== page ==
Another problem with digital cameras is that they tend to need more light than a film camera to create a comparable exposure. As a result, slower shutter speeds are often used to get enough light. This can make it very difficult to take a photo without some blurring. The solution is simple: use a tripod. They're not very expensive, and you can mount almost all cameras to one. This step will result in a huge improvement in photo quality. If you have to take a photo with a slow shutter speed and you don't have your tripod handy, try using burst mode. It will take practice to hold the camera steady (hold it against your face and exhale as you press the button), but the burst will give you a better chance at getting one unblurred picture out of the bunch. When all else fails, a sturdy shelf or stack of books can help.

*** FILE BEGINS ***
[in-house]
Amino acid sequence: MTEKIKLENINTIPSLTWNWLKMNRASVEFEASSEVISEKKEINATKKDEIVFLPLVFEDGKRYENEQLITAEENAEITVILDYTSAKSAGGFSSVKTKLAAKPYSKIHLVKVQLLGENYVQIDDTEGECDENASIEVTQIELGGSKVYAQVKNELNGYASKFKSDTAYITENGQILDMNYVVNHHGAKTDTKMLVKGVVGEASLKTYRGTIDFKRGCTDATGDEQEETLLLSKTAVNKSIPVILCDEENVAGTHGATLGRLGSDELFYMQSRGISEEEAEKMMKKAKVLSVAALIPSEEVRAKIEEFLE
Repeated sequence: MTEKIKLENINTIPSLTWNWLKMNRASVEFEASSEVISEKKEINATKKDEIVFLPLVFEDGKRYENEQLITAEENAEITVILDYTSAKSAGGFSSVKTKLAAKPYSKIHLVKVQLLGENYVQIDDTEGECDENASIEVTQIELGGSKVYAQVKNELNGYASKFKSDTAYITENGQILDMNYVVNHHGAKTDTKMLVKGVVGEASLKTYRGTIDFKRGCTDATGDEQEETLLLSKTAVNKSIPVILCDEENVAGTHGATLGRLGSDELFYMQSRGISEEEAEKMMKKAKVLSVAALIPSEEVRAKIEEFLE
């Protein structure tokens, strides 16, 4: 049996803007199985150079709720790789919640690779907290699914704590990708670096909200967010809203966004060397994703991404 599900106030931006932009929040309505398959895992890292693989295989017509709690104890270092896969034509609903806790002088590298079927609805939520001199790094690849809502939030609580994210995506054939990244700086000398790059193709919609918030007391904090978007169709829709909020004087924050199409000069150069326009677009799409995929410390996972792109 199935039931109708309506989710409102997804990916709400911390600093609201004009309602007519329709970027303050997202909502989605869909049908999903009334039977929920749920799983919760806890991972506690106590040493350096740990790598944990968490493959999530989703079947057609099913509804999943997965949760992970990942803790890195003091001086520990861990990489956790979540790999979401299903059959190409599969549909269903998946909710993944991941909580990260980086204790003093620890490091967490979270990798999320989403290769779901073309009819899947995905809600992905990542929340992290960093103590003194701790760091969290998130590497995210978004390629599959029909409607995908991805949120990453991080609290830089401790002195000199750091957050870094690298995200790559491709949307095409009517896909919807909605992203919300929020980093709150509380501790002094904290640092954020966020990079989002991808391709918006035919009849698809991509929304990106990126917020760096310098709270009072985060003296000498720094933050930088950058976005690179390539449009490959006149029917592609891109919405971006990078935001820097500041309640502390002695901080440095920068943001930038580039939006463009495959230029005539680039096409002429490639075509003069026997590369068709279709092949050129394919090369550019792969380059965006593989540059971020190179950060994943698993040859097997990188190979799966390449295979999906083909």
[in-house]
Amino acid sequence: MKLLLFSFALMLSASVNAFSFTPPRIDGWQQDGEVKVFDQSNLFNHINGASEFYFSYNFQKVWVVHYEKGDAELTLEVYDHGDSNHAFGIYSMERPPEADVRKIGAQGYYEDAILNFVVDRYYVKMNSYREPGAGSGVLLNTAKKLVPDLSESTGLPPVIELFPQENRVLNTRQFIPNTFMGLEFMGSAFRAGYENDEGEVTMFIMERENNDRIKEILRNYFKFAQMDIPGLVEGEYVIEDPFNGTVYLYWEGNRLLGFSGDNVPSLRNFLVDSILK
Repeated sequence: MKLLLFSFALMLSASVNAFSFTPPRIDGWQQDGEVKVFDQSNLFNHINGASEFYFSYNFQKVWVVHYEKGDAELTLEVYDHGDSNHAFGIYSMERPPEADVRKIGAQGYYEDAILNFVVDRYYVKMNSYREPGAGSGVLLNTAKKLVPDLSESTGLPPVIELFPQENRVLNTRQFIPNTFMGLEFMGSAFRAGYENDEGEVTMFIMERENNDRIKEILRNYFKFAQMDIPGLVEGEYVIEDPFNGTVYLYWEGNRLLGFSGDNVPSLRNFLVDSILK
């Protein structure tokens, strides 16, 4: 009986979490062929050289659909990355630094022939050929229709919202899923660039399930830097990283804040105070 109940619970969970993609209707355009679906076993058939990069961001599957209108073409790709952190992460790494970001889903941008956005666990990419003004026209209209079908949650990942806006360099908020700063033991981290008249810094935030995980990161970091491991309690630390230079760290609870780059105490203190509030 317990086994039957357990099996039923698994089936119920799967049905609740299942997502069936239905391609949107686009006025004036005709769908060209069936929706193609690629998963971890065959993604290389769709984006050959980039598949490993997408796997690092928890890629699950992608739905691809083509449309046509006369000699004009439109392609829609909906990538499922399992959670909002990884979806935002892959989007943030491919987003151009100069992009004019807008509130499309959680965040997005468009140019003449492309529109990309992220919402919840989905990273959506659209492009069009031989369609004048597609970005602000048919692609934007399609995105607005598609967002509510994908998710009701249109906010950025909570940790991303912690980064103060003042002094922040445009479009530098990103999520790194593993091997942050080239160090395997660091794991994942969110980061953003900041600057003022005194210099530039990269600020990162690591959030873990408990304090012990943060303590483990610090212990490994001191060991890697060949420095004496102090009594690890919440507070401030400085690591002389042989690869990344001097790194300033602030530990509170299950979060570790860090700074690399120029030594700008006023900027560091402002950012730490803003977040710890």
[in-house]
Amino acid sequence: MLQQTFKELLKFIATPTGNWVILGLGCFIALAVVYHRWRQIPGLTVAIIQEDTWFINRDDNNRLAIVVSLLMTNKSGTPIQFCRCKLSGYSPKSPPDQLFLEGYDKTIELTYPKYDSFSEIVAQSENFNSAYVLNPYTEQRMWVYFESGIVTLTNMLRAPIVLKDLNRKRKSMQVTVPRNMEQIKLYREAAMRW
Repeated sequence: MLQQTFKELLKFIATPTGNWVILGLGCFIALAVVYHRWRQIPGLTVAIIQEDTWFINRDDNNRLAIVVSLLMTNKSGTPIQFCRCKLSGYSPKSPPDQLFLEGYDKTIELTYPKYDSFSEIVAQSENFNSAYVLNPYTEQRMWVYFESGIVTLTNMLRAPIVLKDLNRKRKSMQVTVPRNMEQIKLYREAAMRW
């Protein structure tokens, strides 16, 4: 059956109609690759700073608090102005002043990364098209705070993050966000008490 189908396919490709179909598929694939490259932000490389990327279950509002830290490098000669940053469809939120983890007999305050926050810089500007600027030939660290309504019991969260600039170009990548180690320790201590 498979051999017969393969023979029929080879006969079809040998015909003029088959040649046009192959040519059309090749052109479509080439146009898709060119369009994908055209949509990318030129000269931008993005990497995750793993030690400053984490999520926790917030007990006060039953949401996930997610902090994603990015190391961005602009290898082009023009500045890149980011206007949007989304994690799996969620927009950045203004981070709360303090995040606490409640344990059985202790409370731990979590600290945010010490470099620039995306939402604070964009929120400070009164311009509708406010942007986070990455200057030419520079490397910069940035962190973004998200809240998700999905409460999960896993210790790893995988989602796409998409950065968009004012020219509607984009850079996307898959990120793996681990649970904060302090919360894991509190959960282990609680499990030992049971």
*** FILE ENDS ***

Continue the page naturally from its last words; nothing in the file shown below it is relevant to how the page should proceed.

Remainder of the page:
When in doubt, go for a greater depth of field. With digital images, it is always possible to use software to take certain areas of a photo out of focus, but you can never "fix" anything that's out of focus to begin with.
If your camera has a viewfinder in the upper left corner, you may have problems with parallax, especially for close-up shots. This means that the viewfinder is looking at a slightly different area than what the lens is seeing. Cameras with a through-the-lens viewfinder don't have this problem. Using the LCD screen to line up your shot can help, but the screens still don't usually show all of what the lens is seeing, and they can make it difficult to focus properly.